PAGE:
The question of how to buy a guitar looks pretty simple at first.
It seems like these musical instruments should all do the same thing - make guitar sounds. That's where quite a few people get it wrong. The sound produced by two similar looking guitars can be worlds apart in quality.
The appearance of a guitar can be deceptive.
Staying with the major manufacturers can be somewhat safe. It's pretty hard to go too wrong with a Gibson or an American Fender guitar.
Even these should be checked out by a good guitar technician to make sure everything is right with them.
Decide on your budget. How dedicated are you to learning to Play?
If you just want to goof around and learn a few chords to entertain the cat choose something that sounds good and is easy to play that is not expensive.
Make sure the cat is fed and that you are not spending the cat food money on a guitar. Cats can make your life miserable when they are hungry and believe me, they are not going to be impressed with you learning a few chords.
If you are serious but money is somewhat tight, you can find a pretty good guitar, electric or acoustic for around $500.
A guitar that is worthy of a professional is going to be anywhere from $1000 to $10,000 or more.
That is a wide range but if you aim for right around $1500 you can buy an amazing Stratocaster or Telecaster.
Guitars are musicians tools. Each model or type has a certain type of music that they sound best for. It might be a range, but each type is best for certain styles.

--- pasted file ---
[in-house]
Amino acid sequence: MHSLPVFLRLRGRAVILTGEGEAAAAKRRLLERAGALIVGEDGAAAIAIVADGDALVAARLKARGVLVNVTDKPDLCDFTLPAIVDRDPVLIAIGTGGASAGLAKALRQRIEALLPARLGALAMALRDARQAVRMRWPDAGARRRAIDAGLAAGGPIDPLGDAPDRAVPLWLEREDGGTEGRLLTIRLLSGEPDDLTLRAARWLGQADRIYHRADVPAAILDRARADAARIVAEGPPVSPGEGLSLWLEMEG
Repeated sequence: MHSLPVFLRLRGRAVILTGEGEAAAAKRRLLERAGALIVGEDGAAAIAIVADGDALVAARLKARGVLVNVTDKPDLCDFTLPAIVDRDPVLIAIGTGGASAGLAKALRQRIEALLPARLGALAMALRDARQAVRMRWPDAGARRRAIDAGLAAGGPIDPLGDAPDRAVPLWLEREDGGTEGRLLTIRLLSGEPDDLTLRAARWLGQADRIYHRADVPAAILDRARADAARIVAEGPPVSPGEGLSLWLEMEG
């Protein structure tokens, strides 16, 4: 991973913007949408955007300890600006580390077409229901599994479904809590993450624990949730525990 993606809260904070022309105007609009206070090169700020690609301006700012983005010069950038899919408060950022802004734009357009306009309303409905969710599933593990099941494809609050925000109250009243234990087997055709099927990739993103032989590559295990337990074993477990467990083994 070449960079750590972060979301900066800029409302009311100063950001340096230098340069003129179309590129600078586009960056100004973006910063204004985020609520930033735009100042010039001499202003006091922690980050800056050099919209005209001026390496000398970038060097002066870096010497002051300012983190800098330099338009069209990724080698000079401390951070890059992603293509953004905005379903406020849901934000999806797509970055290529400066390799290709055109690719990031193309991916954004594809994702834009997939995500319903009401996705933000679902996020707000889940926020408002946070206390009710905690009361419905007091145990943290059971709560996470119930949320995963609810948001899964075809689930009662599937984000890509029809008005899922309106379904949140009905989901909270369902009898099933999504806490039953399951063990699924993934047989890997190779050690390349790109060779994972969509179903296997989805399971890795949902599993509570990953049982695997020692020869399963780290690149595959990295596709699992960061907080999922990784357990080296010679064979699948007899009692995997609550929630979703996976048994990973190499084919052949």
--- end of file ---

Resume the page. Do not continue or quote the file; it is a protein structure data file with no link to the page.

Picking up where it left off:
Acoustics are best for folk songs, country, blues and some pretty tame rock.
Hollow body electrics are best for Jazz, rockabilly and music like that.
Solid body electrics are designed for high volume rock and roll and some are good for jazz.
An electric guitar will need a amplifier which pretty much doubles the price along with a cable and about a million different choices in guitar effects pedals.
The respect that you will get and the sound quality of a well known brand such as Fender or Gibson is a good reason to consider these.
They are easy to get parts for and repair centers know these guitars well.
Yes, guitars take maintenance, but if you choose a quality instrument it will spend more of its life being played and less time in the shop.
You don't want to be a sucker and get stuck with a guitar that does not play well.
A new guitar will usually need a setup, but if the dealer is a good one, they will not let you leave with a guitar that is not setup properly. If they want your business make it your business to make sure the guitar is playable
A guitar that really looks pretty good can be the biggest hunk of crud that you could buy.
Manufacturers know how to make a guitar look really good when it really is not all that great.
I have done quite a bit of research on how to buy a guitar that sounds great and have put together a whole section of this website to cover what I have found.
Considering the fact that a quality guitar can be quite expensive any reasonable person would want to get the best for their money.
So what the next few pages are all about is how to figure out what a good guitar for you might be for you and the music you wish to play so that you are happy with your purchase.
I've put together some guidelines for the following types of guitars that you might be considering.
This is just the starting place in learning how to buy a guitar. Explore, have fun. I hope you enjoy what I've put together.
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